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Priti Patel will assume new powers to block visa requests from countries that refuse to take back illegal migrants.
The Home Secretary is introducing the changes through her Nationality and Borders Bill in order to pressurise countries to take back failed asylum seekers, illegal migrants and foreign criminals.
The new amendments will enable Ms Patel to suspend all visa requests from countries that do not comply, including applications to settle, work, study or visit. The new powers will also allow her to increase visa processing times so that applications are delayed and impose a fixed £190 surcharge on applicants.
The move comes amid frustration within the Government over the refusal of EU states and other countries to take back illegal migrants who have no right to remain in the UK. Pakistan, Iran, Iraq, Sudan, Eritrea and the Philippines are understood to be the countries most reluctant to co-operate with the UK.
More than 10,000 criminals are due for deportation but are free to roam the streets, and around 42,000 failed asylum seekers are still living in Britain.
Ms Patel said: “The UK has a proud history of being open to the world, but we rightly expect our international partners to work with us to remove those who have no right to be in the UK, such as dangerous foreign national offenders.
“It is unfair on UK citizens and taxpayers that pressure is put on our public services by foreign nationals with no legal right to be here.”
The powers that could exclude a nation’s citizens from entering the UK are likely to face criticism from human rights groups, but ministers say others including the US and EU use the same tactics when deportations are refused by foreign governments.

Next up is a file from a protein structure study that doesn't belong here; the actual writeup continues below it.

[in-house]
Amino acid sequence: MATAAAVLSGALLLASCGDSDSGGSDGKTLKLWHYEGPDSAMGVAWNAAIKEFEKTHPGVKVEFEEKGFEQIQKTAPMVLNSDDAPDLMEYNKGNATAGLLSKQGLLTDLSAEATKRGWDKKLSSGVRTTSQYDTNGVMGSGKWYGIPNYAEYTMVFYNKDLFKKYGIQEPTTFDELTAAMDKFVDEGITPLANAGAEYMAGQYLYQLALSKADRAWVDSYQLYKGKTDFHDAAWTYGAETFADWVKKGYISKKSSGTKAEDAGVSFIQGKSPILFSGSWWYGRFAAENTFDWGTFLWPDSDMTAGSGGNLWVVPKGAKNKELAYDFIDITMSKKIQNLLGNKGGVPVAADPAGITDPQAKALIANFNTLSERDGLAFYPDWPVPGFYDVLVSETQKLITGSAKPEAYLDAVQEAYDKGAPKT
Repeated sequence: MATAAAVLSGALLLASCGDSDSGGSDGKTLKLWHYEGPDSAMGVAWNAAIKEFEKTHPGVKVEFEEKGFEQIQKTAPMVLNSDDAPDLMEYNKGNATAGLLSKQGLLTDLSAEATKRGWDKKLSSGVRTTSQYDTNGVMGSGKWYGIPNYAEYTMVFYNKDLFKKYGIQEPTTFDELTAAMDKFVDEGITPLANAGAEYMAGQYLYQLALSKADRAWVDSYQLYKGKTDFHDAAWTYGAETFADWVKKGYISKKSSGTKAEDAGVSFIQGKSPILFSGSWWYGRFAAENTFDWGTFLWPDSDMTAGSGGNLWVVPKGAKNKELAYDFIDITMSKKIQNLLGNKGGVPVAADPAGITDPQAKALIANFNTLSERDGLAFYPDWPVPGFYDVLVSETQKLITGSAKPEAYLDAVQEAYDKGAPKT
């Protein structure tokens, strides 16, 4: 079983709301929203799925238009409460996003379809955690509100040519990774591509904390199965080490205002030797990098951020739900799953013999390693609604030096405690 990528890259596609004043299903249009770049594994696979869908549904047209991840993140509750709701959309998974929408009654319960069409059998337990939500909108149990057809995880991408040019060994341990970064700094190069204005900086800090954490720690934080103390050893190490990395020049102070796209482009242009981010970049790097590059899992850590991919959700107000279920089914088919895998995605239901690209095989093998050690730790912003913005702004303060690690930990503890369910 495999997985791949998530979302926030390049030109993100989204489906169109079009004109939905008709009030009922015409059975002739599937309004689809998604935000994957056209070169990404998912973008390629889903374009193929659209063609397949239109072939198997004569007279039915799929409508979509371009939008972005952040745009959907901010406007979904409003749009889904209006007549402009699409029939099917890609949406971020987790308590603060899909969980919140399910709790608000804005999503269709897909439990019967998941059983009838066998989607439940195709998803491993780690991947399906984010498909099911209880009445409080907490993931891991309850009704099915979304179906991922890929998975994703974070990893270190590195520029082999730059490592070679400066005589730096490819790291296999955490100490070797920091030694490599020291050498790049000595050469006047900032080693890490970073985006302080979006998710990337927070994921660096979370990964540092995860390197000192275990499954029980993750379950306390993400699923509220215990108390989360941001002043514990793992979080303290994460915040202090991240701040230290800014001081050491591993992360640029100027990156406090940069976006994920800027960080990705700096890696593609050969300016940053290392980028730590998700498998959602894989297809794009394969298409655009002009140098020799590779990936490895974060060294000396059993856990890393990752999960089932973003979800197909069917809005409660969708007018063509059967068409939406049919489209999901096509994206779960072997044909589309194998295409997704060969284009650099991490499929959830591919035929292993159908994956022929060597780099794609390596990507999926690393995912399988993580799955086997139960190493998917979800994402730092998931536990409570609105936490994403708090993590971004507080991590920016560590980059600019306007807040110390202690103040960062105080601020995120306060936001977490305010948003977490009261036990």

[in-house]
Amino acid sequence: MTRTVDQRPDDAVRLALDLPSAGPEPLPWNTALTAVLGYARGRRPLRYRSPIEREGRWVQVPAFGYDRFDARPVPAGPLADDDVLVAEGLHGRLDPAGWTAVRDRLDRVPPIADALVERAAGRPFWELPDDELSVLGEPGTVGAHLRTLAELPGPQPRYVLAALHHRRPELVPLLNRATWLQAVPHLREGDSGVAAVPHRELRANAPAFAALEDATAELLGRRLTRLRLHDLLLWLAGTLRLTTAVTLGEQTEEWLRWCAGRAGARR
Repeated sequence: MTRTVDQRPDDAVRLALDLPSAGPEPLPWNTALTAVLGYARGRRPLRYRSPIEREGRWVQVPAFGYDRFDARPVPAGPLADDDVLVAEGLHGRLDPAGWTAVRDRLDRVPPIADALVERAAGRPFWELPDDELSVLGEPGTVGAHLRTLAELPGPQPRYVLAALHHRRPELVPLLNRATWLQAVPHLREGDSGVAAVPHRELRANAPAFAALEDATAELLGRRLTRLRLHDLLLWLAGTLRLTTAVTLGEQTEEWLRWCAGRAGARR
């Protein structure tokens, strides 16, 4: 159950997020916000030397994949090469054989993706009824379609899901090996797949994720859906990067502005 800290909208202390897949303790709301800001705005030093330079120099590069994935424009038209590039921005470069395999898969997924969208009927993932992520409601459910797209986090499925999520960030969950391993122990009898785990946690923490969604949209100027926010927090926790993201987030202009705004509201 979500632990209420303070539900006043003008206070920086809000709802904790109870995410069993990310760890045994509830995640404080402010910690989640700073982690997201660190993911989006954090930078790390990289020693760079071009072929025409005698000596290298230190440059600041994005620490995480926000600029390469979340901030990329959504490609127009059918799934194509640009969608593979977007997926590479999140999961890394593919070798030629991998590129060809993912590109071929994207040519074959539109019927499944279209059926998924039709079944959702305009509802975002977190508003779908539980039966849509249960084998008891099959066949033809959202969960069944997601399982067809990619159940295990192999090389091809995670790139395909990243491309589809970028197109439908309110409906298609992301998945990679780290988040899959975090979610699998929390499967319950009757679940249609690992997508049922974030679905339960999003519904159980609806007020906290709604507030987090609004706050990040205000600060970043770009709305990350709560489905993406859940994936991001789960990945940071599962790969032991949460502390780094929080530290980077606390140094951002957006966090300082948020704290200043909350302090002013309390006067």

Officials noted that there would be exemptions for applicants in “exceptional circumstances” where there was a justified need for someone to visit the UK.
Ms Patel is also taking new powers to deport foreign criminals to be removed earlier in their sentences. They will now be sent back 12 months before the end of their jail term, rather than nine months as at present.
Tom Pursglove, the justice minister, said: “We are ensuring our system is fair for those who play by the rules, but firm on foreign criminals and those in our country illegally.”
The Home Office also confirmed amendments enabling it to use “scientific” age assessments to stop adult asylum seekers claiming to be children in order to boost their chances of success.
These are expected to include X-rays of bones, as revealed by The Telegraph, and will be overseen by a new specialist age assessment unit. There will also be a new statutory route to appeal rather than seeing courts bogged down with judicial reviews.
Ministers are pressing ahead with an electronic travel authorisation scheme where all overseas visitors, including those from the EU, will have to apply for permission to enter the UK before starting their journey. This will provide a chance to screen arrivals in advance of them setting off.
They will also expand the types of claims that can be handled via an accelerated appeal from detention, so that more cases can be resolved while the person is in detention rather than them being released into the community including foreign national offenders.
Changes to the Special Immigration Appeals Commission Act 1997 will safeguard sensitive material. This will mean that legal challenges on immigration decisions which involve sensitive information can be heard by a court that specialises in protecting sensitive information.